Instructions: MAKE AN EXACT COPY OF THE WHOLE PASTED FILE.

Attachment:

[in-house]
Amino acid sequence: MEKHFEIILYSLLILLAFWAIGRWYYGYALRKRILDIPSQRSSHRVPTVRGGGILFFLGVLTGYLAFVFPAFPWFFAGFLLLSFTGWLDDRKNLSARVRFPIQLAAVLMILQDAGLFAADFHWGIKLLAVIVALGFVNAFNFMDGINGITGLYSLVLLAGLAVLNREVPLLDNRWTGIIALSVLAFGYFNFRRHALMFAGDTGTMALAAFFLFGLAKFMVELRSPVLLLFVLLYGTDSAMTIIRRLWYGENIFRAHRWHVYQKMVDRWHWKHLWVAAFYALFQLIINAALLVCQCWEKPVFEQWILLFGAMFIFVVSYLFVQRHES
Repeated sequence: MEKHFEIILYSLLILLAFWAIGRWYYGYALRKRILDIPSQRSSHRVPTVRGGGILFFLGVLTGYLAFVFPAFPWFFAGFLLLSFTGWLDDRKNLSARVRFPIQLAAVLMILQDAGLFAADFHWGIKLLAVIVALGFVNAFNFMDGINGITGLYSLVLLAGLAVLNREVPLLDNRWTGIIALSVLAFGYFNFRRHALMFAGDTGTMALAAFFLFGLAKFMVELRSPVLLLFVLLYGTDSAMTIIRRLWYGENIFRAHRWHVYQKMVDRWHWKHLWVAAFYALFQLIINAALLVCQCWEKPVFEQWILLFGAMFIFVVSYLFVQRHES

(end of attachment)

[in-house]
Amino acid sequence: MEKHFEIILYSLLILLAFWAIGRWYYGYALRKRILDIPSQRSSHRVPTVRGGGILFFLGVLTGYLAFVFPAFPWFFAGFLLLSFTGWLDDRKNLSARVRFPIQLAAVLMILQDAGLFAADFHWGIKLLAVIVALGFVNAFNFMDGINGITGLYSLVLLAGLAVLNREVPLLDNRWTGIIALSVLAFGYFNFRRHALMFAGDTGTMALAAFFLFGLAKFMVELRSPVLLLFVLLYGTDSAMTIIRRLWYGENIFRAHRWHVYQKMVDRWHWKHLWVAAFYALFQLIINAALLVCQCWEKPVFEQWILLFGAMFIFVVSYLFVQRHES
Repeated sequence: MEKHFEIILYSLLILLAFWAIGRWYYGYALRKRILDIPSQRSSHRVPTVRGGGILFFLGVLTGYLAFVFPAFPWFFAGFLLLSFTGWLDDRKNLSARVRFPIQLAAVLMILQDAGLFAADFHWGIKLLAVIVALGFVNAFNFMDGINGITGLYSLVLLAGLAVLNREVPLLDNRWTGIIALSVLAFGYFNFRRHALMFAGDTGTMALAAFFLFGLAKFMVELRSPVLLLFVLLYGTDSAMTIIRRLWYGENIFRAHRWHVYQKMVDRWHWKHLWVAAFYALFQLIINAALLVCQCWEKPVFEQWILLFGAMFIFVVSYLFVQRHES